Let's be completely honest here. While I found the T60 to be structurally sound and very easy to use, if you aren't careful this test bench can easily tip over. Once it was on my desktop I was able to keep it stable with the AIO cooler in place. No matter what I did with a 120mm tower cooler, it was just too much weight not over the center of gravity. There are two ways to get around this. One is to remove the hanging racks from under the motherboard tray, and just install the tray in the lowest position. The second way to get around this is to find a different cooling solution, whether it be water cooling as I did, or a different style air cooler. There is a third option, but that involves removing the handle, or top cross member. While it would give you all the room you need, you lose the portability of the T60 at that point.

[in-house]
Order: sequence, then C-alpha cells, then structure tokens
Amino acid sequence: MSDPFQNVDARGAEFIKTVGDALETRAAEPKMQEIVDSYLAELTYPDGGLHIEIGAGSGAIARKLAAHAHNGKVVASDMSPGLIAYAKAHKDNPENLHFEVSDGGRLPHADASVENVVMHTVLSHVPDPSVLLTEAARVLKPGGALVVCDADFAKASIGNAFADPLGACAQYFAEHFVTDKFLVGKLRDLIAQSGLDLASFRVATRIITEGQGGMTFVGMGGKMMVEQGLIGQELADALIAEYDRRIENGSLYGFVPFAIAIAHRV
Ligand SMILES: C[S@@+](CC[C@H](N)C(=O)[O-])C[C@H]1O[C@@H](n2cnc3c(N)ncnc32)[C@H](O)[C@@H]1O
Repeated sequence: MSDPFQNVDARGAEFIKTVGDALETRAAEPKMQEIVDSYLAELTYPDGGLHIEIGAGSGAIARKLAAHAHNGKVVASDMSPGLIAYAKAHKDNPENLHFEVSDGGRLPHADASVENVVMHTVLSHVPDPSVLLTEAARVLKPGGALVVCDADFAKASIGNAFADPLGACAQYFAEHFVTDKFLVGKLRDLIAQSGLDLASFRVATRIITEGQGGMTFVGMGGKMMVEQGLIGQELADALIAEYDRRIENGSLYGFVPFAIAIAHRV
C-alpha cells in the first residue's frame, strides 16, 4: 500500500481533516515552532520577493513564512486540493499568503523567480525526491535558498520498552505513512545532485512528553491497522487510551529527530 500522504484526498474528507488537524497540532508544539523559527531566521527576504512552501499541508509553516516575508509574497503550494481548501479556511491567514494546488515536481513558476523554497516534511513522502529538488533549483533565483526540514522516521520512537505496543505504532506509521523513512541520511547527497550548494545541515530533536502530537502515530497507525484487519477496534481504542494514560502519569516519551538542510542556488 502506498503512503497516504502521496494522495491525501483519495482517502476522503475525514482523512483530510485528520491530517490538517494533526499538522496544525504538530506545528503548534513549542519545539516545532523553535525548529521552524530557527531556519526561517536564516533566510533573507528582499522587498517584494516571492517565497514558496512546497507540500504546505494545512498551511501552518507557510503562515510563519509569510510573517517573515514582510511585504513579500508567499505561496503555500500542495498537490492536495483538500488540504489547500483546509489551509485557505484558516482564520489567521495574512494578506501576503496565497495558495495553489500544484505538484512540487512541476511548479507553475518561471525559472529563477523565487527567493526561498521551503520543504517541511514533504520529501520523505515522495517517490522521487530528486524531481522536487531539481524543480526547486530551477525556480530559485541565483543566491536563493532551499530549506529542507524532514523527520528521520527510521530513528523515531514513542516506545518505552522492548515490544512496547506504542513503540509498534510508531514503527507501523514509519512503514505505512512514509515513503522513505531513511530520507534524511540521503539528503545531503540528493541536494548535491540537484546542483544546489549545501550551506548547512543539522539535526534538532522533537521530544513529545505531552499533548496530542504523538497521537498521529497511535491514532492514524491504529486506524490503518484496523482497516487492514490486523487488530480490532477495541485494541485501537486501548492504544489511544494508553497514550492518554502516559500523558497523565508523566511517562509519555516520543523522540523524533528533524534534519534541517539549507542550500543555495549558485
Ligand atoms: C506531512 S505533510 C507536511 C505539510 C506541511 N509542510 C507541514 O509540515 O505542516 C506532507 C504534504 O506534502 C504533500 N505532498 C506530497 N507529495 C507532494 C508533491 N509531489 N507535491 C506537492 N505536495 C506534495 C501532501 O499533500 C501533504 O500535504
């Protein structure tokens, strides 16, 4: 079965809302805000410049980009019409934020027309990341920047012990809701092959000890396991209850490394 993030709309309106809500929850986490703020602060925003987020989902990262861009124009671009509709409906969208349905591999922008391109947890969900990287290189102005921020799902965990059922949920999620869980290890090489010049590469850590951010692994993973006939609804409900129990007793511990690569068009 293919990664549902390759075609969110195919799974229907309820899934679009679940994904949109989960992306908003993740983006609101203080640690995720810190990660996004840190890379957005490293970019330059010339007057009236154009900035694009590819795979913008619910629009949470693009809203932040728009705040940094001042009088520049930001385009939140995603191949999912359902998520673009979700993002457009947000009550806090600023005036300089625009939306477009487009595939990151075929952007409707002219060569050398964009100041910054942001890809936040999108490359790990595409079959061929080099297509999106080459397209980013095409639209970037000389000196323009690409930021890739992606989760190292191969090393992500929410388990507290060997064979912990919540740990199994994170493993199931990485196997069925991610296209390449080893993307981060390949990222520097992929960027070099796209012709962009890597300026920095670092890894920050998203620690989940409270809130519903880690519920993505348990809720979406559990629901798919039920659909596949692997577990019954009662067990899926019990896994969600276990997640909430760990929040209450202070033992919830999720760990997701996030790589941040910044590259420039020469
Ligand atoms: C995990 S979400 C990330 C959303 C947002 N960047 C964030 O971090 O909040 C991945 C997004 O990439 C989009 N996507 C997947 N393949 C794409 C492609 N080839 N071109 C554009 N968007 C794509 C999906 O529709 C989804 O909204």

What I loved about the T60 is a long list. Ease of access to all your components, quickly removable motherboard tray, removable hard drive rack, excellent workmanship, and a sexy black anodized finish just to get me started. It comes with all the wiring needed to get under way, it offers a way to hide wiring, has two heights the tray can be positioned, offers room for a 2.5" drive, and took me all of about thirty minutes to assemble, excluding the components. Once I got all the small things sorted out, I was very pleased with the ability of the Lian Li PITSTOP T60.
Priced around $100 USD as I received it, or even at $119 USD for the red version, it is worth every penny. I would have gladly paid a little extra to have the fan cooling plate as a standard component, but in benching and tweaking the front panel audio and USB aren't really needed. Comparing this to what I have seen, it bests something like the Antec Skeleton, and can hold its own against the much more expensive Banchetto. On top of the fact that it can do everything that they can, even if it requires an optional part or two, Lian Li has won me over again.